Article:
Far Reaching Log4j Security Flaw Impacts Nearly Everyone

Far Reaching Log4j Security Flaw Impacts Nearly Everyone

In early December 2021, a critical remote code execution (RCE) vulnerability in Apache’s widely used Log4j Java library (CVE-2021-44228) was publicized. Shockwaves immediately rippled throughout the security community and beyond. Also known as Log4Shell, this zero-day vulnerability has impacted a wide swath of the Internet and many web applications. Successful exploitation of Log4j can allow a remote, unauthenticated attacker to take full control of a target system.

Log4j is a very common tool for sending text for storage into log files or databases. It is used in millions of applications and websites and affects nearly every organization all across the Internet. Log4j doesn’t just log plain strings; text strings formatted a certain way will be executed just like a line from a computer program allowing malicious actors to manipulate computers attached to the Internet. Cybercriminals can use this vulnerability to steal information, force unwanted actions or extort individuals or organizations.

The biggest concern is that it is easy to use the Log4j vulnerability for malicious purposes. The Log4j tool is designed to send whatever data is input into the right format, so if attackers know how to properly form their commands, which is not hard, they can take advantage of this vulnerability.

How to Detect Log4j
Most businesses do not have an accurate inventory of their systems and therefore cannot identify the extent of usage of the Log4j library. The most reliable check would be to run an extensive vulnerability scan on the IT infrastructure and identify the systems that use the vulnerable versions of the Log4j library.

SecurityShield from SureShield is an effective tool to detect the Log4j vulnerability.

The Series of Fixes from Apache
The good news is that the Apache Foundation has updated Log4j to address this gaping vulnerability. Every organization, large or small, in any industry, urgently needs to check for the presence of this vulnerability in their environment. When found, they must update affected systems to the latest patched version.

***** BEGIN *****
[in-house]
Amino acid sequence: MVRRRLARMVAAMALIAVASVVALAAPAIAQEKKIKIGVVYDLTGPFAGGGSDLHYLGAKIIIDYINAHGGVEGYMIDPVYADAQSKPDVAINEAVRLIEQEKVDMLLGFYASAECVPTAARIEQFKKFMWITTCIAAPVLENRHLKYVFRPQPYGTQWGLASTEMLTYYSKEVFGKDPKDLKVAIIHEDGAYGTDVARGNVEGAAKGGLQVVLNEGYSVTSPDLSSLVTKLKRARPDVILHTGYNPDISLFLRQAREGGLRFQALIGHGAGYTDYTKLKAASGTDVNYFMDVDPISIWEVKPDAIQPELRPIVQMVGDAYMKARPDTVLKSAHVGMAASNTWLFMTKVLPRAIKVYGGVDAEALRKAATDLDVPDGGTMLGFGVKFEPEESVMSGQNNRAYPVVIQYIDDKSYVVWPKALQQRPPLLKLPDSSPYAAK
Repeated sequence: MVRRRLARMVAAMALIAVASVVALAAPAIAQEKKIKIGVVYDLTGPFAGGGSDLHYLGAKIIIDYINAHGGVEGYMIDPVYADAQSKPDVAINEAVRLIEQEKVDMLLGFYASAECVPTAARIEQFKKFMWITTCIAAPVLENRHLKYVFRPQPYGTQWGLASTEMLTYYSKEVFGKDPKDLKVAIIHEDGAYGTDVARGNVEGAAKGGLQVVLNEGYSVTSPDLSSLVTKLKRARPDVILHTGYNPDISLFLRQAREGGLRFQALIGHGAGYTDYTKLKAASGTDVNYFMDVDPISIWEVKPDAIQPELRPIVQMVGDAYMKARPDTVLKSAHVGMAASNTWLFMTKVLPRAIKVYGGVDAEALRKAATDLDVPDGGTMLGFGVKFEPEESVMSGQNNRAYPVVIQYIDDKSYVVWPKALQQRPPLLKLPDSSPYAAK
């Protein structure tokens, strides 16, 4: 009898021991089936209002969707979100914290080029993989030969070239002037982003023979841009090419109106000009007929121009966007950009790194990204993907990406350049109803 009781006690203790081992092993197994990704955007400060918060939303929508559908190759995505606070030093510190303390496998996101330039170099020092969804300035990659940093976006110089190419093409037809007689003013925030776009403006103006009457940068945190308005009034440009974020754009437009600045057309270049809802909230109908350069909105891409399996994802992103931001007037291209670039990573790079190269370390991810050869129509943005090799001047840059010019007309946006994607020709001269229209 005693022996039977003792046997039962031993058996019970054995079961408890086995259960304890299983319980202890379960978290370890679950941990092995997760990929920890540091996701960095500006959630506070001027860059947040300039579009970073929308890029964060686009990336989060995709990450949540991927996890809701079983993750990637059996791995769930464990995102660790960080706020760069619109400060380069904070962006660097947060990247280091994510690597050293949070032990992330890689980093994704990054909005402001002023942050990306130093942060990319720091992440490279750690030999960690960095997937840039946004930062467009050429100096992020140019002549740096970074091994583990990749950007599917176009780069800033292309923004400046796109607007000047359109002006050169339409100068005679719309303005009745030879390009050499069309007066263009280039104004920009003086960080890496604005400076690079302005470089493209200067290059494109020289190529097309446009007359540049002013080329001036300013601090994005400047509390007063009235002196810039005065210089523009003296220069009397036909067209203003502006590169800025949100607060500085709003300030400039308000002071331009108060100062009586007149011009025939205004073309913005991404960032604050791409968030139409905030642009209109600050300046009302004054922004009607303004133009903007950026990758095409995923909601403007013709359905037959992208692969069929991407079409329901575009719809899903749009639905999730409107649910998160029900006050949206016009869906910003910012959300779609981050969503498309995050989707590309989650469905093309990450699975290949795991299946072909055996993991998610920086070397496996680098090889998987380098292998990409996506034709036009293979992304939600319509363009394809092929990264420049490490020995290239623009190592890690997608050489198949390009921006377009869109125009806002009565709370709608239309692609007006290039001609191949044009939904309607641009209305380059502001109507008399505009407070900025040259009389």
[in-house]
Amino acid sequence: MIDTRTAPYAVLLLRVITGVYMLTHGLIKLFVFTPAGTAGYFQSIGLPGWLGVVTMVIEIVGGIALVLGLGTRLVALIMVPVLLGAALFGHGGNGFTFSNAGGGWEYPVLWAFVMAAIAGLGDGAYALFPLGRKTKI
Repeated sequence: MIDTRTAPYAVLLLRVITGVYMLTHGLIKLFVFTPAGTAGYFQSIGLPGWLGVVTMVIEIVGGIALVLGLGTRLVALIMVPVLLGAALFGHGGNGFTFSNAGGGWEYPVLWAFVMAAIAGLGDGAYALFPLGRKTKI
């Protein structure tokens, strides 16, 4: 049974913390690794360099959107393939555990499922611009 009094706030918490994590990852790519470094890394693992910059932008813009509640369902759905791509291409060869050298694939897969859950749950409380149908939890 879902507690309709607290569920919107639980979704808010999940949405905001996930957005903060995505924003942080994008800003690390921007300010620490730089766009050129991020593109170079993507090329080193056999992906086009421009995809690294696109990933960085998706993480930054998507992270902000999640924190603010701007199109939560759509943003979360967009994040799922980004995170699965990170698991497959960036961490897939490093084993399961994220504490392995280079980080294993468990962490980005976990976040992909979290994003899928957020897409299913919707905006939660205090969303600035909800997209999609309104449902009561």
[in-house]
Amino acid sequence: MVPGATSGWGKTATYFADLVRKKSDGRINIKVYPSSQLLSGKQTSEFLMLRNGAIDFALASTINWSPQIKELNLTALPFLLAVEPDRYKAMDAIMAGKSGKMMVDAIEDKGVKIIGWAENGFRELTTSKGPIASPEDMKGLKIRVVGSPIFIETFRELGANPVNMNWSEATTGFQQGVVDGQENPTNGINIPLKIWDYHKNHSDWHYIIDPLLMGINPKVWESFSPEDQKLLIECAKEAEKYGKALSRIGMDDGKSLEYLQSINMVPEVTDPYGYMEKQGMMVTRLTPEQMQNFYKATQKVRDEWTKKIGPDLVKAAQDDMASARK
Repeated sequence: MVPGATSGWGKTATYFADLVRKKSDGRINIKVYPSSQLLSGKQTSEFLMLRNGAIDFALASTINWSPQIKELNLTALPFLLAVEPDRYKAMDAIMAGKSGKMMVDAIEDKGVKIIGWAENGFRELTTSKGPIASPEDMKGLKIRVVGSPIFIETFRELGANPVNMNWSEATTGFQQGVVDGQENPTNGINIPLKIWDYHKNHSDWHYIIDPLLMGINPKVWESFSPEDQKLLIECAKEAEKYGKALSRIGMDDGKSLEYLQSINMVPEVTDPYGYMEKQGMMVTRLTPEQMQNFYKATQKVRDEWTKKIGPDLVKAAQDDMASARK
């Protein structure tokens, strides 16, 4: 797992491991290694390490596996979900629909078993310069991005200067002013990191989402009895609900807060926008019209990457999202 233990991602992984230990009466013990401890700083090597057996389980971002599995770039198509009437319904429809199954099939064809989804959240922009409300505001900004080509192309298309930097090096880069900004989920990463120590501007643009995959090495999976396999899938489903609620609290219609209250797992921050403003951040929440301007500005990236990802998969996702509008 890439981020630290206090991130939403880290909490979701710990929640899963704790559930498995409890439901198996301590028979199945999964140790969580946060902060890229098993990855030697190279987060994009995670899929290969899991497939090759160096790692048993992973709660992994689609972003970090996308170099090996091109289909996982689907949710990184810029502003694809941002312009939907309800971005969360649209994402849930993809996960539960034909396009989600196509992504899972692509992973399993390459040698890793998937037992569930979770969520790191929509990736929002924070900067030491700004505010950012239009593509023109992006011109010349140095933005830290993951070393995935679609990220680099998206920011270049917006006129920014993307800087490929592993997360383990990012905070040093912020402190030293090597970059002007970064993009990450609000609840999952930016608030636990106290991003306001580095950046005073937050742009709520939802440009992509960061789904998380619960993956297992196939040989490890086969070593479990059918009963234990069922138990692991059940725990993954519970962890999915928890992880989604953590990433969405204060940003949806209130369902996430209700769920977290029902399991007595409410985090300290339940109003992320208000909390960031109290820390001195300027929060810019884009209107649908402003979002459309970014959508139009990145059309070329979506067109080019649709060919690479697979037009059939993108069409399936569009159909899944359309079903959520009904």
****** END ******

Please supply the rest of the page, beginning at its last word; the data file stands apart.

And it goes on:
The first update — version 2.15.0 — was released on December 6, 2021. As exploitation ramped up in the wild, it became clear that the update did not fully remediate the issue in all use cases. (The National Vulnerability Database (NVD) codified this as CVE-2021-45046.)

On December 13, the Apache Foundation released version 2.16.0, which completely removed support for message lookup patterns, thus slamming the door on JNDI functionality.

However, Apache Log4j2 versions 2.0-alpha1 through 2.16.0 did not protect from uncontrolled recursion from self-referential lookups, which could lead to Denial-Of-Service attacks identified as CVE-2021-45105.

To address the DOS concerns, Apache released yet another update (version 2.17) to the Log4J libraries to ensure that recursive lookups do not cause services to fail through a distributed-denial-of-service attack.  Unfortunately, backlogged development teams may not have the resources to update material sections of their codebase handling logging. It doesn’t matter because this vulnerability needs to be identified and remediated now.

SecurityShield from SureShield is an effective tool to guide Log4j vulnerability remediation efforts.

 

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